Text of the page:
• Live Wire: It is the positive conductor or wire which is generally red in color.

    • Neutral Wire: It is the negative conductor or wire which is generally black in color.

  • The potential difference (or voltage) which is supplied in our country is 220V.

  • The electric current of our house is first passed through a circuit called a Fuse. If any high voltage, overloading, voltage fluctuation or short circuit occurs, the fuse melts thereby restricting the current supply and preventing the high voltage from reaching the electric appliances.

  • These wires are passed to different electric appliances of the house through the meter board.

  • Generally, 2 types of electric circuits are used for household use:

    • 15 A: Appliances that have higher power ratings. ( like geysers, ACs, refrigerators)

    • 5 A: Appliances that have lower power ratings. ( like TV, fans, bulbs)

Precautions While Using Electric Circuits

● Always use good quality wires which have proper insulation and thickness, for household wiring. Install products like plugs, switches, and sockets that have an ISI mark in them for better use of electrical appliances.

● The connections of the wires should be tight and completely insulated.

● You should always switch off the mains supply before starting any repair work of the electric circuit.

● If any short circuit or shock occurs, switch off the mains supply at first. Then try to totally insulate the person who has received an electric shock. Do not touch him directly.

● While earthing or installing a fuse for the household electric circuits, you should take precautions.

FAQ (Frequently Asked Questions)

1. State Some Properties of Electric Circuit

Ans- The basic properties of an Electric Circuit are:

● An electric circuit is always a closed path.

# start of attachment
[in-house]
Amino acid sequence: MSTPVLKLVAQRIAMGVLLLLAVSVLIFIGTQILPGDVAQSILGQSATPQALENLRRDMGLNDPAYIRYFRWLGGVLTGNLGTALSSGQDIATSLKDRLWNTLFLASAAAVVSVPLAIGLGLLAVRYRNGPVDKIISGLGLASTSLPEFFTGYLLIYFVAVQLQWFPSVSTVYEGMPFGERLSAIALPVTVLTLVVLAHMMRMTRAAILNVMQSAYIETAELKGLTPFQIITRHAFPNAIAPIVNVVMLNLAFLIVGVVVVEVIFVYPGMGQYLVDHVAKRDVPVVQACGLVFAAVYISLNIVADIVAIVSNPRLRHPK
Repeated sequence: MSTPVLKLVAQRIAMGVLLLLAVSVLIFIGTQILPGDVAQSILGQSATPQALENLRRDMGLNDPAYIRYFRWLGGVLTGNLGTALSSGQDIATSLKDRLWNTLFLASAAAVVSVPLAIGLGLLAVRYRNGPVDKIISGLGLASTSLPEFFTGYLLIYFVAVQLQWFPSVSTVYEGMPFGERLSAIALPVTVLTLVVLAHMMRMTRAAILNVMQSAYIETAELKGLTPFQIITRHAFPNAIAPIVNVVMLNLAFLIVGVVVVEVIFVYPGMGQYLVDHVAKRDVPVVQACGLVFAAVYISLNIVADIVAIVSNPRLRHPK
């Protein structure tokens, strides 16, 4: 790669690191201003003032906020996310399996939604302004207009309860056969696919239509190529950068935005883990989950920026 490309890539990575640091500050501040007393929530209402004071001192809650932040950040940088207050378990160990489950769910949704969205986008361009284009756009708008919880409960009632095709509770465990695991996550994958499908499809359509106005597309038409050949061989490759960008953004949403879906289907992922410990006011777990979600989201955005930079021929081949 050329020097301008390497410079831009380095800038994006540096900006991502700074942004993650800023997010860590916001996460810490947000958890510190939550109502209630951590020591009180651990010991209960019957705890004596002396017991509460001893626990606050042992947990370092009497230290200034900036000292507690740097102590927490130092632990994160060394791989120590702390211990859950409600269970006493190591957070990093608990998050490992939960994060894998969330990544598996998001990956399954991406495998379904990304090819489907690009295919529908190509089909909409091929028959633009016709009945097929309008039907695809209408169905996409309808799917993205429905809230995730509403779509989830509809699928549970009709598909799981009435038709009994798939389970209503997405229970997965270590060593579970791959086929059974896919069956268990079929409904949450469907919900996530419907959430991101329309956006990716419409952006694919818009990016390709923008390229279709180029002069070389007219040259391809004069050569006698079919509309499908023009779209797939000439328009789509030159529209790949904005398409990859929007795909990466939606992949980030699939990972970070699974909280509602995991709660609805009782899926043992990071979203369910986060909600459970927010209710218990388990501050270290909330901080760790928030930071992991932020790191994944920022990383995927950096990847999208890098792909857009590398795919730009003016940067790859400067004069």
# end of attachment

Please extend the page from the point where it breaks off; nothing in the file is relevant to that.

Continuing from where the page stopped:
● An electric circuit contains at least one power supply which provides the flow of electrons.

● The electric elements contain controlled and uncontrolled sources of energy, resistors, capacitors, inductors, etc.

● The flow of electrons in an electric circuit occurs from the negative terminal to the positive terminal.

● The conventional direction of the flow of electric current is from the positive to the negative terminal.

● The flow of current leads to a potential drop across various electric elements.

2. Give Some Electric Circuit Examples

Ans- a. The potential of live wire is

i. 0 V               

ii. 300 V   

iii. 220 V       

iv. 1000 V

Ans- iii. 220 V

From electric poles located near our house, two insulated wires L and N are supplied to our house. L-wire is called the live wires and N-wire us called the neutral wire. The potential of the neutral wire is 0 volts, and that of live wire is 220 volts.

b. A series circuit usually includes a 9-V power source, and four resistors having resistances of 1, 1.5, 2, and 4.5 Ω. What is current?

The total resistance in this circuit will be 1.5 + 4.5 + 2 + 1 = 9 Ω.

The current flow calculated by the formula

I = V/Rtot = (9 V/9 Ω) = 1 A.